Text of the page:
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A reader wants to save now for their infant son's college, but her spouse has serious doubts.

Question: I just had a son five months ago, and now that I’m finally adjusting to parenthood, I’m thinking about saving for his college. My friends all got 529 plans for their young children, but my husband is totally against that.

He says if our son decides not to go to college, we lose all our money — and if he’s really smart and gets lots of scholarships, we also lose the money. I’ve tried searching online for answers, but it’s all so confusing and I don’t know who to trust. What do you think?

— Anna in Rhode Island

Howard Dvorkin CPA answers…

Howard Dvorkin on how to get out of debt fastYour husband is partly wrong about everything — but he’s not completely wrong about one thing.

529 plan is a long-term investment with a very narrow focus: Your child’s eventual college expenses. The biggest perk is that your savings grow without being taxed. The sooner you start a 529, the more you’ll have later for tuition, books, dorms, and even meal plans.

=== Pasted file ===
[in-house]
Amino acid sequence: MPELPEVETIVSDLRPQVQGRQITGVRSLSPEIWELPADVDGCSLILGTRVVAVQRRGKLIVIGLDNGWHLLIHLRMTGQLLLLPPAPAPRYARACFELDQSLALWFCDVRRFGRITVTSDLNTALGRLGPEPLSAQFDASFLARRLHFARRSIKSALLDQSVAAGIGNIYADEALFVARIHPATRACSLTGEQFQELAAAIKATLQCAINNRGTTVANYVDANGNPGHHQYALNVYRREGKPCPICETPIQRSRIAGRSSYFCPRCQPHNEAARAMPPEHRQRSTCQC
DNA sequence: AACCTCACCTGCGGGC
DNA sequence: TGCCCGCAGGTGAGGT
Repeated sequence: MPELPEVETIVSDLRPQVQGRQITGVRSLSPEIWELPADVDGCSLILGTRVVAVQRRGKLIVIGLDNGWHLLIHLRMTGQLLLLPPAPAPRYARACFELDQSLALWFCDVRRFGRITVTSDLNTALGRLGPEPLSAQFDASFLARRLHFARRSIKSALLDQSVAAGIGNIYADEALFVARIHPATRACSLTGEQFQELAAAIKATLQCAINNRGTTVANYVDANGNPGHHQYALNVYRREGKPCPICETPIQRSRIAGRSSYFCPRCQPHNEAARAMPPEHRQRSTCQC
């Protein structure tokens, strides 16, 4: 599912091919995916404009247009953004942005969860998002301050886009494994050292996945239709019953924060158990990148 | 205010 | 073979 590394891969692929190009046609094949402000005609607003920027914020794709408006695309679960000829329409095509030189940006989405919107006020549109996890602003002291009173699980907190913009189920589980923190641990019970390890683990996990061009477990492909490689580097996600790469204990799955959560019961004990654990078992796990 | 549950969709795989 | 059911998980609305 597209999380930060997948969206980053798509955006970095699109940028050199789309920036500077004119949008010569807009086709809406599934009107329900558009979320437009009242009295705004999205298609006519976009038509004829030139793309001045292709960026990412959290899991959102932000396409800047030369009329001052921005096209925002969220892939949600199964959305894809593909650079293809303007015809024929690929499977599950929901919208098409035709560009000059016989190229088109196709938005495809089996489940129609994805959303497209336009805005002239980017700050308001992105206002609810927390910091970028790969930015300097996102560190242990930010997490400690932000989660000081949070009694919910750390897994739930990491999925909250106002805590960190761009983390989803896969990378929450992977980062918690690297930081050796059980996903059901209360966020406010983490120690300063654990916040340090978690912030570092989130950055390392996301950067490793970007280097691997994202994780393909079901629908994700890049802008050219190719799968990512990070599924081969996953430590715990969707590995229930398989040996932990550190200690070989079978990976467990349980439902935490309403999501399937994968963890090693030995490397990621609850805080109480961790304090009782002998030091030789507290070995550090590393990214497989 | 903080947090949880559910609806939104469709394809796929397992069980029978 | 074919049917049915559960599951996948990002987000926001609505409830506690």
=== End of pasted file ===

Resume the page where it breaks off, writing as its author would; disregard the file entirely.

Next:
Your husband is correct, however, that if you son doesn’t go to college, you lose money.

You won’t lose all of it, though. If you decide to cash in your 529, you pay both income taxes and a 10 percent penalty on all the earnings. That hurts, but it’s not a complete loss.

That said, you can also change the beneficiary on your 529 once a year. So if you have another child who decides to attend college, it’s easy to change the name from one child to another.

Finally, if you son does go to college and excels so much that he receives a full scholarship, the IRS waives the penalty for taking out the cash. You still pay income taxes on your earnings, but you would do the same with many other types of investments.

Last year, another young mother asked me about saving for college. Here’s what I told her..


Have a debt question?

Email your question to and Howard Dvorkin will review it. Dvorkin is a  CPA, chairman of, and author of two personal finance books, Credit Hell: How to Dig Yourself Out of Debt and Power Up: Taking Charge of Your Financial Destiny.

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Meet the Author

Howard Dvorkin, CPA

Howard Dvorkin, CPA

CPA and Chairman

Dvorkin is the author of Credit Hell and Power Up and Chairman of

college savings, investments, IRS, millennials, parents, save money

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